The novel itself remains unnamed, as of yet, but the series' title and Pullman confirmed what fans have long awaited: The Book of Dust will take place in the same universe as Pullman's incredibly popular His Dark Materials trilogy.
Phillip Pullman's first book in the His Dark Materials series was Northern Lights which came out in 1995. The trilogy has sold 17.5 million copies in more than 40 languages.
"We see Lyra both as a baby and we see her in the second book as an adult when she's 20 years old", Pullman said.
Mr Pullman said, "I know from their letters and tweets that my readers have been waiting patiently (mostly) for The Book of Dust for a long time".
"I sensed a big story", Pullman said.
"Third: why return to Lyra's world?"
In a statement, Pullman adds: "The first thing to say is that Lyra is at the centre of the story".
"It's an "equel". It's a different story which begins roughly 10 years before His Dark Materials and ends roughly 10 years after".
"I've been writing it for several years, and I've been very parsimonious with information about it".
The new series will focus on Lyra Belacqua, half of the duo at the center of the original books (and New Line Cinema's not-very-successful film of the first book, The Golden Compass).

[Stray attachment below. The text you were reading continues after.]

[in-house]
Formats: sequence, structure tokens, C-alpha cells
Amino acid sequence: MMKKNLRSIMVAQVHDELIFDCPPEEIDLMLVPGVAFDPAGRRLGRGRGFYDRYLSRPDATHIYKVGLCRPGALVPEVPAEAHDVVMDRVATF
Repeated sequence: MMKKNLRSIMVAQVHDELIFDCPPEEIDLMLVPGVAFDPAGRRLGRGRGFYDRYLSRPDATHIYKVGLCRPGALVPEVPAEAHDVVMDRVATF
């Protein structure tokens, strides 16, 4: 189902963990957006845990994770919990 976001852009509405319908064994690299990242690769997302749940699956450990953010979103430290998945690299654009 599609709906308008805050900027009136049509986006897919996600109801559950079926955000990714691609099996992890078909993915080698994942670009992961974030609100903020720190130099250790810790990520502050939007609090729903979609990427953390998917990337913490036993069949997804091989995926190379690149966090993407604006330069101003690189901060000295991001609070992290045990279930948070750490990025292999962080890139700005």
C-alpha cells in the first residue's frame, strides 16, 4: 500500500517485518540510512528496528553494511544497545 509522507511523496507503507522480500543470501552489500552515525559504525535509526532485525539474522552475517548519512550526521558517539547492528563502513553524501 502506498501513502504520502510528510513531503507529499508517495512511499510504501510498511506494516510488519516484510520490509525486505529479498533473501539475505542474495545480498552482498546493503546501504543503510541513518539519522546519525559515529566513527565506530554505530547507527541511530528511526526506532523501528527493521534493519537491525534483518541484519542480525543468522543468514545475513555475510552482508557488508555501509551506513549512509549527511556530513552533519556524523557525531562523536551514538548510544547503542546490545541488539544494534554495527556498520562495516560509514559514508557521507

The apparent parallels between contemporary political concerns and the events of The Book of Dust are not mere coincidence, according to Pullman.
The coherence of Pullman's imaginary world has led some to conclude it is synonymous with Dark Matter, which latest scientific thinking suggests is the most abundant material in the universe, but also among the most elusive and most hard to quantify. Alongside the already guaranteed reappearance of Lyra, fans will also hope for plotting involving Roger Parslow, a child who crucially disappears early in His Dark Materials, and Will Parry, Lyra's friend, who has his own back-story opacities involving his father.
He said he returned to the originals as he felt there was still a lot more to be discovered there. "His Dark Materials" has been pulled from some Catholic school library shelves in Canada and the United States over the years.
I've been greatly criticized for the attention to religion that I give in the books, but I've been criticized, on the whole, by people who haven't read the books.
When religion gets the power to tell people how to dress, who to fall in love with, how to behave, what they must not read, what they must not wear, all those things, then religion goes bad.